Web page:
David Hackenberg started keeping bees in 1962 as a vo-ag project in high school, which means he's been busy in the business of beekeeping for over 50 years now. David and Linda Hackenberg have been married 42 years and have four children: Davey, who is in the bee business; Kevin, who owns and operates a film making company in Philadelphia; Jeanne, a high school math teacher; and Betsy, an accounts manager for a huge warehousing company. They are all married and have provided David and Linda with six grandchildren. You might recognize Davey and Beth in the picture here, as they are familiar faces each year at the ABF annual conference. In fact, this year Beth sold a record 27 books of raffle tickets. Thanks, Beth, for all of your help with the ABF's fundraising efforts! Davey is also a current ABF Board member representing the State Delegates assembly.

Field trip attendees take a look at
the extracting equipment housed at Hackenberg Apiaries.

Linda has been involved with the ABF Auxiliary for years and served as its president in 1997 and 1998. David was ABF president in 1998 and 1999, and spent 12 years involved on the National Honey Board where he served on the board from 2000 to 2006. David is now busy serving the National Honey Bee Advisory Board (NHBAB) and has been involved with the organization since it started.  He is currently a co-chairman of the NHBAB and is often in Washington trying to get the ear of our legislators, as well as the EPA, to begin helping our industry with all of the challenges we face today.

The Hackenbergs try to operate about 3,000+ colonies in summer months for pollination and honey production, usually doing approximately 7,000+ rentals a year, pollinating blueberries, cranberries, pumpkins and pickles. Before they experienced a devastating fire in 1994, they also ran a honey packing operation. You may also recognize David if you have seen the Vanishing of the Bees documentary, as he has been involved in the CCD malady affecting beekeepers throughout the world. He was really the first person to recognize the phenomena and bring it to the attention of the media back in 2007. He's been a regular in the media regarding this important issue.

Special thanks to Shane Gebauer, Brushy Mountain general manager, and his Pennsylvania crew for the warm hospitality on a chilly Sunday morning, as well as the entire Hackenberg family for sharing their backyard with us (yes, the facility is literally behind the home of David and Linda) and for helping to make the end of a great conference week so memorable.


Honey Queen Buzz: Hitting the Ground Running!

by Anna Kettlewell, American Honey Queen Program Chair

Queen Caroline recently presented in sign language to 19 deaf and hard of hearing students at Southwest Middle School in Florida. She educated the students about honey bees and the products of the hive.

Queen Caroline and Princess Emily have hit the ground running on the 2013 promotional year. February marked the start of some fantastic promotional opportunities for the program, including several new events.

Princess Emily recently promoted the honey industry at a Wegman's grocery store in New Jersey.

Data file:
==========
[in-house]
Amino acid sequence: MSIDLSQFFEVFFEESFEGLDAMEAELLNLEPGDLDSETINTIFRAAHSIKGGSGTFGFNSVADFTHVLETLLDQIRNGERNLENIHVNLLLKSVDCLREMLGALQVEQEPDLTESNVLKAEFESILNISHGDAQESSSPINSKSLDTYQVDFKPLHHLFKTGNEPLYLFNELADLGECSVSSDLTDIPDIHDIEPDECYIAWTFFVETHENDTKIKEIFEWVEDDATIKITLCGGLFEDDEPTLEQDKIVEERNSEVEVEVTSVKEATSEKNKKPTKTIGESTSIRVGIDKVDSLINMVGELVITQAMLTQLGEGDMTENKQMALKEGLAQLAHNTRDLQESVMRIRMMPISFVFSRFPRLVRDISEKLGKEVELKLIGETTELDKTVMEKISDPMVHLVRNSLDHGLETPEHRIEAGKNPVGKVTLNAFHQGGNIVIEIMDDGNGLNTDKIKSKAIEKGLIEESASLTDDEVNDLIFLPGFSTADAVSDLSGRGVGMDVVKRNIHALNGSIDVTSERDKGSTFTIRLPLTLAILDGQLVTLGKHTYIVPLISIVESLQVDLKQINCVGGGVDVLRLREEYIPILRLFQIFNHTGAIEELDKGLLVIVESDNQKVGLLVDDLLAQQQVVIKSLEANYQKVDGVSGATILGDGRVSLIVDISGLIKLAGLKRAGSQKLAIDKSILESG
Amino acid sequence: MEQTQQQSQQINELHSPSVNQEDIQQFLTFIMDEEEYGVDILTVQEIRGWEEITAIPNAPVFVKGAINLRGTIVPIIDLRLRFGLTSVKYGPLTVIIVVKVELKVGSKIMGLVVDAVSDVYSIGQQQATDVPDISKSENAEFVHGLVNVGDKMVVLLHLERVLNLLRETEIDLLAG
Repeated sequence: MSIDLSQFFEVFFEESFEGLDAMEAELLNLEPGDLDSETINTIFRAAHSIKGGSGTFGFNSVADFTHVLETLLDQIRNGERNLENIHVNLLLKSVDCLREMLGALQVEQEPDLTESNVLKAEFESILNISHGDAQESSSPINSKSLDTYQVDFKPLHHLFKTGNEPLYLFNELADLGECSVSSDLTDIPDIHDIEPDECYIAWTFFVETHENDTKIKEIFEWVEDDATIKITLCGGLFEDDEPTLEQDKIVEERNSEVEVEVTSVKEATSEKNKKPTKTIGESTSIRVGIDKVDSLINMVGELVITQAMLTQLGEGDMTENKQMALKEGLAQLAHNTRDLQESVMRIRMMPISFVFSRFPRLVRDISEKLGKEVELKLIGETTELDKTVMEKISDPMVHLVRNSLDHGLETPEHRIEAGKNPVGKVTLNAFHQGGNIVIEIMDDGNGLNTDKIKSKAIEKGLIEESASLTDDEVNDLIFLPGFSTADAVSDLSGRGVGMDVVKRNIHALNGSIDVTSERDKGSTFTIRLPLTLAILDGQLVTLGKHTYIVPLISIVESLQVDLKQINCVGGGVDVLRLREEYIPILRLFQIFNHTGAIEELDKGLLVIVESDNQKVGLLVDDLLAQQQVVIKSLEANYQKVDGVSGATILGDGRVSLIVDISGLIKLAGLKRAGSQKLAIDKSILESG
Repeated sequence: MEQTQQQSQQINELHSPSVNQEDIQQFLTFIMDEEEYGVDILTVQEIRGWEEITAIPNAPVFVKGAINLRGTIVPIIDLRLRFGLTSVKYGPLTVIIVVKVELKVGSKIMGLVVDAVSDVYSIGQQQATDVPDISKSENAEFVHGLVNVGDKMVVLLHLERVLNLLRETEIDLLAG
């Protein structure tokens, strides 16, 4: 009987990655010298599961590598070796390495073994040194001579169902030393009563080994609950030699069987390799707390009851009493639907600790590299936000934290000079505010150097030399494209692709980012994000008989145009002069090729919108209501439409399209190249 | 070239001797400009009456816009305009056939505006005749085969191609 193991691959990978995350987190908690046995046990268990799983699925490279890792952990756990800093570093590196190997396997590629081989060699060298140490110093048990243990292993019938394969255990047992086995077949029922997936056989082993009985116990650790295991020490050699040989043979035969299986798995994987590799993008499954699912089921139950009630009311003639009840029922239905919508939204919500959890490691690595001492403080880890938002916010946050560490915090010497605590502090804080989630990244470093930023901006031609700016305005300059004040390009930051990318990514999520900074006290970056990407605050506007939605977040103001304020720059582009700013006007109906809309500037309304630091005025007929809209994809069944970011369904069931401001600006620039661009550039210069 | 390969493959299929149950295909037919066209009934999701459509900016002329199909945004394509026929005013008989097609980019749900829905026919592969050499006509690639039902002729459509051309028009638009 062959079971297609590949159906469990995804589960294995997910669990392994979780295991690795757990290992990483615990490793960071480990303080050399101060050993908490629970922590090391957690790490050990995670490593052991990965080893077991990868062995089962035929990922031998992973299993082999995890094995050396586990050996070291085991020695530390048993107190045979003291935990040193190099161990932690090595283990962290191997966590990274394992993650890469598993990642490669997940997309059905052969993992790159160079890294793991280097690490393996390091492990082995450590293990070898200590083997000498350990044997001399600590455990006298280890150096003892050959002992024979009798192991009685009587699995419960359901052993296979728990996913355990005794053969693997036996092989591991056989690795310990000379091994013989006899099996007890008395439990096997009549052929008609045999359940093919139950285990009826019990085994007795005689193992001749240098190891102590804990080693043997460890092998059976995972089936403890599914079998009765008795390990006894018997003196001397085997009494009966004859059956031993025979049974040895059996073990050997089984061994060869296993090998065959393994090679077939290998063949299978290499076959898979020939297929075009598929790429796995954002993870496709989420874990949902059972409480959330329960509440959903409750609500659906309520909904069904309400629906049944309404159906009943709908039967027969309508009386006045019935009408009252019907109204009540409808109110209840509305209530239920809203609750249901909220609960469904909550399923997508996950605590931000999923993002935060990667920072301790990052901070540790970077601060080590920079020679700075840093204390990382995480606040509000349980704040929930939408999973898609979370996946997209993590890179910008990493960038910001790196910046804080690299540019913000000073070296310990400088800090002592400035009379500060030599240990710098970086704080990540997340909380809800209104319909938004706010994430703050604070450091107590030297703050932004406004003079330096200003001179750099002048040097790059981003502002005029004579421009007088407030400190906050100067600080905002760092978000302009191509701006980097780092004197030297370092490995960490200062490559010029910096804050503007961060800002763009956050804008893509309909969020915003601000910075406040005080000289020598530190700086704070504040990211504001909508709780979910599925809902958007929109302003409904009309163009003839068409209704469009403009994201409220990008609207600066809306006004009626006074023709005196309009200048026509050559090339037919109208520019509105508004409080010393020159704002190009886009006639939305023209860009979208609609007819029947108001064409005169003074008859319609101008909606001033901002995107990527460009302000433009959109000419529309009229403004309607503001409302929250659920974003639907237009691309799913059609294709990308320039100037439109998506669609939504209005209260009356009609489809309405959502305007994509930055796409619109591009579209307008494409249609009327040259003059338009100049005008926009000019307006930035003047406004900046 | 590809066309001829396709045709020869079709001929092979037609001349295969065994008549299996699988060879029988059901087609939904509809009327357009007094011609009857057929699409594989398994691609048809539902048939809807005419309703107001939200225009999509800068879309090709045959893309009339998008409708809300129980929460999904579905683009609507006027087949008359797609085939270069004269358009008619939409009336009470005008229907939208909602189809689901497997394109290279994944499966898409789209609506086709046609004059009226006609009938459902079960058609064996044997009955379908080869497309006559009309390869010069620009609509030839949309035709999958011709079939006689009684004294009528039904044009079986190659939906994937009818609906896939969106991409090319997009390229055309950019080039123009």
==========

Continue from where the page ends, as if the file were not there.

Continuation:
Queen Caroline made two major promotional trips in February. Her first trip was to Florida for the annual Florida State Fair, most notably to promote honey on Valentine's Day. In addition, Caroline utilized her skills and talents of sign language, presenting to deaf and hearing impaired students in schools in the Tampa area. Please consider contacting schools with these programs when she comes to visit your area. This is truly a unique opportunity for our industry this year. Caroline's last stop of the month was a trip to Virginia's eastern shore. Her visit was filled with local festival visits and school presentations. It was a great opportunity to reach a new market in Virginia during the sweet month of February.

Princess Emily kept quite busy as well in February, with multiple interviews in local media, including an interview with local papers in Minnesota and North Dakota. She also visited New Jersey for a variety of events, including the New Jersey Beekeepers Association's spring meeting, where she was a guest speaker about the Honey Queen Program. She also promoted honey in grocery stores and in schools during her stay. Emily has a keen interest in speaking with students in 4-H and FFA, and high school presentations are a great opportunity for her to reach these groups. Consider this when she comes to your state!

March and April will bring several new opportunities to the program. I encourage you to follow Caroline and Emily's travels on Facebook, their blog, or on YouTube. While early spring schedules are filling in nicely, we still have plenty of availability for them to visit your state in May and June, so contact me (414.545.5514 or honeyqueen99@hotmail.com) about your upcoming fairs, festivals, farmers' markets, store promotions, and other events where the Honey Queen and Princess can assist!


Bee Updated: Latest and Greatest News from the National Honey Board

National Honey Board Funds New Honey Bee Research Projects Focusing on Honey Bee Health